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$ 89. circumstances that might have led a man to suspect that.

It is necessary to show that the person who gave value for
the bill, whether the value given be great or small, was
affected with the notice that there was something wrong
about it when he took it. It is not necessary that he
should have notice of what the particular wrong was.
Evidence of carelessness or blindness may be good evidence
upon the real question, which is, whether he did know
that there was something wrong in it. If he was honestly
blundering and careless, and so took a bill or note when
he ought not to have taken it, still he would be entitled to
recover. But if the facts and circumstances are such that
the jury, or whoever has to try the question, comes to the
conclusion that he was not honestly blundering and care-
less, but that he must have had a suspicion that there was
something wrong, and that he refrained on this account
from asking questions or making further inquiry-I think
that is dishonesty.

In re Gomersall, 1 Ch. D. at p. 146 (1875), it is said negligence that “negligence or carelessness on the part of the holder

of a bill, is not of itself sufficient to deprive him of his
remedies for procuring its payment. But negligence or
carelessness, when considered in connection with the sur-
rounding circumstances, may be evidence of mala fides."
In Swan v. North British Australasian Co., 2 H. & C. 184
(1863), Byles, J., says: “The negligence of the holder
makes no difference in his title. However gross the bold-
er's negligence, if it stop short of fraud, he has a title."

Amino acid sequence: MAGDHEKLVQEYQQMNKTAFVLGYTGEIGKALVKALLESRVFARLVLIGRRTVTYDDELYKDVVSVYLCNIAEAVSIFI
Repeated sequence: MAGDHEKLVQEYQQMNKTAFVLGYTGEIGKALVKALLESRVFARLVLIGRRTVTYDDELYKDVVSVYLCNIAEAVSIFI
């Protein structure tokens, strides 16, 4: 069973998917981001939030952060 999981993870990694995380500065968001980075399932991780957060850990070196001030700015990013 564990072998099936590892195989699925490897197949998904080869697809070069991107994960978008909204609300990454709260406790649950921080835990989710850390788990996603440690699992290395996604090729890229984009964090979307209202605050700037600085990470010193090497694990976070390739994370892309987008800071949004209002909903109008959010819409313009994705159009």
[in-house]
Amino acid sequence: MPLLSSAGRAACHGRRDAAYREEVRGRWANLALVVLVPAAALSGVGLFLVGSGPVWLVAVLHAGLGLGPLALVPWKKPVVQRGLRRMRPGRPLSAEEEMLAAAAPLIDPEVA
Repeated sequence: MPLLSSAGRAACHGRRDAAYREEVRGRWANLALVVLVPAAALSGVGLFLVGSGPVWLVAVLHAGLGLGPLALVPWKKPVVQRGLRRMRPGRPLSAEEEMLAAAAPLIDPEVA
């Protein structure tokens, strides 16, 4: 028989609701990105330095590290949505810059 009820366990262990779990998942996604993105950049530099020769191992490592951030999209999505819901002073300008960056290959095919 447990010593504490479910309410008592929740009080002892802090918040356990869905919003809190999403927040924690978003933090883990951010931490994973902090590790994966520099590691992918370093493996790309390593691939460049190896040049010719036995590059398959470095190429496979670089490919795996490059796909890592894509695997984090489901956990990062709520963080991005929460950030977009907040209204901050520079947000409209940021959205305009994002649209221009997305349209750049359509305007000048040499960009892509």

The same rule was laid down in Goodman v. Harvey, 4
A. & E. at p. 876 (1836), going somewhat farther in this
direction than Crook v. Jadis, 5 B. & Ad. 909 (1834), which
was a partial departure from the rule laid down in Gill v.
Cubitt, 3 B. & C. 466 (1824), when the jury was told that
the question was, whether the holder of the bill took it
under circumstances that ought to have excited the suspi-

Bad faith more than

cion of a prudent and careful man. This last case was $ 89. disapproved of in Bank of Bengal v. McLeod, 5 Moore's Indian Appeals 1 (1849), and Raphael v. Bank of England, 17 C. B. 161 (1855); and in London and County Bank v. Groome, 8 Q. B. D. 288 (1881), it was held to have been overruled. The old rule in England was similar to that laid down in the recent cases and adopted by the Act.

Some American authorities followed Gill v. Cubitt, but the contrary doctrine has been firmly established there. See Murray v. Lardner, 2 Wall. (U. S.) 110 (1861); Shaw v. Railroad Co., 101 U. S. (11 Otto) 564 (1879); Swift v. Smith, 102 U. S. (12 Otto) 444 (1880); Shreeves v. Allen, 79 Ill. 553 (1875); Jolinson v. Way, 27 Ohio St. 374 (1875); Mabie v. Johnson, 6 Hup. (N. Y.) 309 (1876); Stimson v. Whitney, 130 Mass. 591 (1881); Daniel, SS 775, 1503.

This rule has been generally recognized in Canada, although there are expressions in certain cases that are not quite consistent with it.

90. Where, by this Act, any instrument or Signature. writing is required to be signed by any person,

it is not necessary that he should sign it with his own hand, but it is sufficient if his signature is written thereon by some other person by or under his authority: Imp. Act, s. 90 (1).

As to what is a writing or signature within the meaning of the Act, see ante pp. 36, 39.

As to a signature by procuration, see section 25 and the notes and illustrations thereunder.

The person whose name is signed, is sometimes held liable on the ground of having authorized it before it was signed, sometimes on account of having ratified it, and frequently on the ground of estoppel.

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1. In an action against B. and S., a firm of solicitors, on promissory notes indorsed by B. in the name of the firm, it was proved that on other occasions S. had indorsed in the same manner with B.'s knowledge. Held, sufficient evidence to go to the jury of a mutual authority: Workman v. McKinstry, 21 U. C. Q. B. 623 (1862).

2. Where one executor was authorized by the others to manage the estate, and signed notes in the names of all executors, but was given no authority to bind them personally, and they were not aware of the giving of the notes, held that the others were not liable on the notes : Gore Bank v. Meredith, 26 U. C. Q. B. 237 (1866).